The first prepper we meet is Jay Blevin, a suburbanite in Virginia. I have to say Jay has it going on. He is a retired police officer and well, he ‘gets it’. His main concern, as with a lot of us, is social disorder after an economic collapse. As a suburbanite, you would think his huge 4,000 sq foot home would pose an enormous problem with angry crowds and mob violence. But this doesn’t deter Jay in his prepping at all. In fact, he has used his residence as an advantage and leverage by incorporating a unique plan of action - including the ‘circle of force’; a graduating use of defense that starts with a lesser use of force and progresses all the way to lethal force, all with the support of family and his tightly-knit prepper group. To me Jay is pretty close to the ultimate poster child of the suburban prepper. There is nothing “tin-hat” about him, or his family or prepper group. Everything is thought out, including creating a defensible home with security modifications to the house’s lower story windows to taking refuge in the upper portion of the home. Jay and his group get together at least one a month to discuss different scenarios then, instead of just talking about them, they all practice them, a lot. This is the type of group I would love to be a part of!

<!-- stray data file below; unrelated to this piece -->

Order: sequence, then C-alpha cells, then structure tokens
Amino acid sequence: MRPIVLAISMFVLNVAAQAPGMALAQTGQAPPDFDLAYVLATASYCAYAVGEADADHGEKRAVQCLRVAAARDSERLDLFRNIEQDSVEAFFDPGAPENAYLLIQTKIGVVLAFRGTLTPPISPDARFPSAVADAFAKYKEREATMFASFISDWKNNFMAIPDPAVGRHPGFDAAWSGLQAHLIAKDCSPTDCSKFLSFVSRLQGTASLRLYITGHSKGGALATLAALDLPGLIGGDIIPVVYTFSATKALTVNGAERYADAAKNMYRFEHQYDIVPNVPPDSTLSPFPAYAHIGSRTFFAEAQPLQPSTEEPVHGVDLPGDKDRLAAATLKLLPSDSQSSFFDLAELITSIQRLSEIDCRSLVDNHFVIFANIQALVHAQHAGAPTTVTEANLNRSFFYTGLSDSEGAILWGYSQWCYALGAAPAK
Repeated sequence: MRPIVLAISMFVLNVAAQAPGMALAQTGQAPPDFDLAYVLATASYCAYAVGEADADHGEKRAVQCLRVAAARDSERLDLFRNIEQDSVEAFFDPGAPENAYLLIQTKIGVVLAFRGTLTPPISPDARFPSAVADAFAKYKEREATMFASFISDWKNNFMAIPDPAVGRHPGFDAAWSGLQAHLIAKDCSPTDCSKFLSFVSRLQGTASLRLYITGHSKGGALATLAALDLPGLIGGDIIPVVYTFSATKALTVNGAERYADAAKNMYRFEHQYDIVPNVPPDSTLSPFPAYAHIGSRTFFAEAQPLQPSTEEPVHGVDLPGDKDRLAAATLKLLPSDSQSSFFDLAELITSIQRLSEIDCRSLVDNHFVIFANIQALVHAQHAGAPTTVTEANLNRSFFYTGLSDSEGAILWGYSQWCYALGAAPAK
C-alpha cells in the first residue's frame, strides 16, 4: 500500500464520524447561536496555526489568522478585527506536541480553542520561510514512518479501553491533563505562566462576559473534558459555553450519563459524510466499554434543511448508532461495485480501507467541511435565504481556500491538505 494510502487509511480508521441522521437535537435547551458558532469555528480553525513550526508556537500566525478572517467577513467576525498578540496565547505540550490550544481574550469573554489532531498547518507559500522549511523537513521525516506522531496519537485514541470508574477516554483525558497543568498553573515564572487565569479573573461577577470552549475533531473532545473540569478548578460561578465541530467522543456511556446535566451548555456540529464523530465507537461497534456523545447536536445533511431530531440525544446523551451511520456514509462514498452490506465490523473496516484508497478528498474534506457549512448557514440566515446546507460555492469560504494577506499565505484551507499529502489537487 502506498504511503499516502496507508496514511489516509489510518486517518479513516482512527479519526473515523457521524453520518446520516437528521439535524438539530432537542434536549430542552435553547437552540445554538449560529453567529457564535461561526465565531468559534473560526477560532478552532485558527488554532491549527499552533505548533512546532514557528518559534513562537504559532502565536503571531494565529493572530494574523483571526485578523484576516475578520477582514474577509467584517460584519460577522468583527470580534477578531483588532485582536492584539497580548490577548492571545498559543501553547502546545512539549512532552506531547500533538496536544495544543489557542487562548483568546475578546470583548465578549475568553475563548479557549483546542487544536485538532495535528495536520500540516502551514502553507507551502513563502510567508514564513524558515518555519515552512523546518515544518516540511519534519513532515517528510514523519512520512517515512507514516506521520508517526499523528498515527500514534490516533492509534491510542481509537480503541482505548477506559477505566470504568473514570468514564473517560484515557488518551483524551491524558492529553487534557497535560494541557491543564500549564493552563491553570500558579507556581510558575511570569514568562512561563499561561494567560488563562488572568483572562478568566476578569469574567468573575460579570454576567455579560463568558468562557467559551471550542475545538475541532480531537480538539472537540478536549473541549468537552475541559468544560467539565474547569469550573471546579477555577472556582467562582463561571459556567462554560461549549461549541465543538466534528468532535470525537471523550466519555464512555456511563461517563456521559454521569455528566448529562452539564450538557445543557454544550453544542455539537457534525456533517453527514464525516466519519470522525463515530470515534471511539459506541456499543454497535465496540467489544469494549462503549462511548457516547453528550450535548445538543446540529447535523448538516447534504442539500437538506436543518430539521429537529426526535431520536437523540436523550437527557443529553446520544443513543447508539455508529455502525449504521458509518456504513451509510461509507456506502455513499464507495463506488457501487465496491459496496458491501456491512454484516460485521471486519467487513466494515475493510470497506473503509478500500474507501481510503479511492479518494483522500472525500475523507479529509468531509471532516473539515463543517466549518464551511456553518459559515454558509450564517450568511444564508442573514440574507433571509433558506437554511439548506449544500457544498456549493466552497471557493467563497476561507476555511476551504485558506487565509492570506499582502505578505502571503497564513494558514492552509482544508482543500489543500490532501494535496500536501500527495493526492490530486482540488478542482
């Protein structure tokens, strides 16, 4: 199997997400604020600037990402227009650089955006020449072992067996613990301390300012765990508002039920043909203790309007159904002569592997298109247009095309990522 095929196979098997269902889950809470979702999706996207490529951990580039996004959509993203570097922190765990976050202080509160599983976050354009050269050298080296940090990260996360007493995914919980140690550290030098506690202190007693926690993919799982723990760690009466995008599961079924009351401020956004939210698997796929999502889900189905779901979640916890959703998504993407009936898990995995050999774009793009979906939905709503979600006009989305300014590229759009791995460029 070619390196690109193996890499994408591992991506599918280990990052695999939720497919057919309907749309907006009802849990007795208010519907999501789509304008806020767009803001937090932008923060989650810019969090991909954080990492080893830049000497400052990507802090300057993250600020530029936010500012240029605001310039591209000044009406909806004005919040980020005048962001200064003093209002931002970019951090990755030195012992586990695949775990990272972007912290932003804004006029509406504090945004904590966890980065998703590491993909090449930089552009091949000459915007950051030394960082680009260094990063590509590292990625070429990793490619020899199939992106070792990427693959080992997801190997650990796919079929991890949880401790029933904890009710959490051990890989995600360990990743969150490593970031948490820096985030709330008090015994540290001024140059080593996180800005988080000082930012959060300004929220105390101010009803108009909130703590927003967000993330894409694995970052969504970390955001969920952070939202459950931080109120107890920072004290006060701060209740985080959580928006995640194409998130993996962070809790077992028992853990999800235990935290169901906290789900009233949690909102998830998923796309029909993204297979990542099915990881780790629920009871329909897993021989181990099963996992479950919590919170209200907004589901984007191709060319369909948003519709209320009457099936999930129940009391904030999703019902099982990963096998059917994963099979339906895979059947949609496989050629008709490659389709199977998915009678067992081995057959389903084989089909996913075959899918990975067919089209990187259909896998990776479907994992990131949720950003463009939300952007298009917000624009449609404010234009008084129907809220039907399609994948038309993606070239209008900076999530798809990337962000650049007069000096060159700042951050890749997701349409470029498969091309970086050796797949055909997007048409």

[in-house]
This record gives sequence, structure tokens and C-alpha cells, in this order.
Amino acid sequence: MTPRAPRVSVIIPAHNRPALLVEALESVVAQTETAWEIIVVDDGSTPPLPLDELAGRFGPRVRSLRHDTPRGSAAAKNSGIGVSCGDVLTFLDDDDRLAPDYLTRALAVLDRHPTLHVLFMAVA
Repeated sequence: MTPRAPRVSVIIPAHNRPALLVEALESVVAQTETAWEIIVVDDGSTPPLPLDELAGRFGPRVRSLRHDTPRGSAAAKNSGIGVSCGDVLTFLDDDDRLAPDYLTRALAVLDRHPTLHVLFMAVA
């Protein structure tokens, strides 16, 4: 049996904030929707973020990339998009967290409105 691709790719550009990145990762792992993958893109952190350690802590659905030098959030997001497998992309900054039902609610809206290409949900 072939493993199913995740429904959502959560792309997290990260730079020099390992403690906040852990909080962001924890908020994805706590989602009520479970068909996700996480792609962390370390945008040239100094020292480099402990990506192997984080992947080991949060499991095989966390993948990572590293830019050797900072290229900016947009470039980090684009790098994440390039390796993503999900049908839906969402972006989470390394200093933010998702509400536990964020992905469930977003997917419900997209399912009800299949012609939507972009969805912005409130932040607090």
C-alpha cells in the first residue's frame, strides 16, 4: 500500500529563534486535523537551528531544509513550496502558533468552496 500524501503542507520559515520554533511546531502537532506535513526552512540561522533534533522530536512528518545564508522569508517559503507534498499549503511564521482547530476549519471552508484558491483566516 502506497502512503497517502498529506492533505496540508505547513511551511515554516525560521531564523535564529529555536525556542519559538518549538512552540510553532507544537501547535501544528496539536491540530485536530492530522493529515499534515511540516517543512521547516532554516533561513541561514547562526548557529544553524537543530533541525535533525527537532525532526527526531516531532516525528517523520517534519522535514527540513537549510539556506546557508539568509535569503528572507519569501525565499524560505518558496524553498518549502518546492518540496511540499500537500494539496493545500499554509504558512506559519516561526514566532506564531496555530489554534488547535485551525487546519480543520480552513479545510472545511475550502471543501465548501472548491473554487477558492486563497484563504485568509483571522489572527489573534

Next we meet, Brian Murdock of Massachusetts. He feels there could very well be a Third World War in our future, and yes, he could be right. He lives in a moderate sized 1,200 sq foot apartment, which I thought at first would be a huge security issue. But soon learned that he actually has plans to bug-out to his newly acquired 50 acres in his newly purchased RV. I was really feelinggood about Brian plan until well until … (record player needle scratching over the album) ... in walks his mail order bride – long distance – woman of his dreams from Columbia. As if the cultural differences aren’t enough – before this lady had time of get acclimated to her new state-side life, she is thrust into prepperdom. Her life of living the good life has now been reduced to outback living. Will it work? We'll see.
Lastly is Bryan and Lacey May. They live in the mid-west and are concerned about an earthquake of the New Madrid fault. I thought their food stores was awesome – 4 years’ worth of food! It was amazing – although most cans were in bulk form, which I always suggest be broken down into smaller portions – I mean who eats a huge #10 can of green beans, right? Just sayin’. They also had their solar panels, silver and gold, and battery banks. But what was more impressive to me than the food is Bryan’s talent for bartering. This in my opinion is huge. We all have and need stuff. When and if the poo hits the fan, bartering whether its gold and silver or alcohol or eggs and milk could be the fare of the day. So, if you don’t know how to barter, why not start slowly by say, going to a yard-sale to get yourself comfortable in negotiations. This way if you ever meet up with the likes of a Bryan-the-Barterer you can hold your own!
- Survivor Jane
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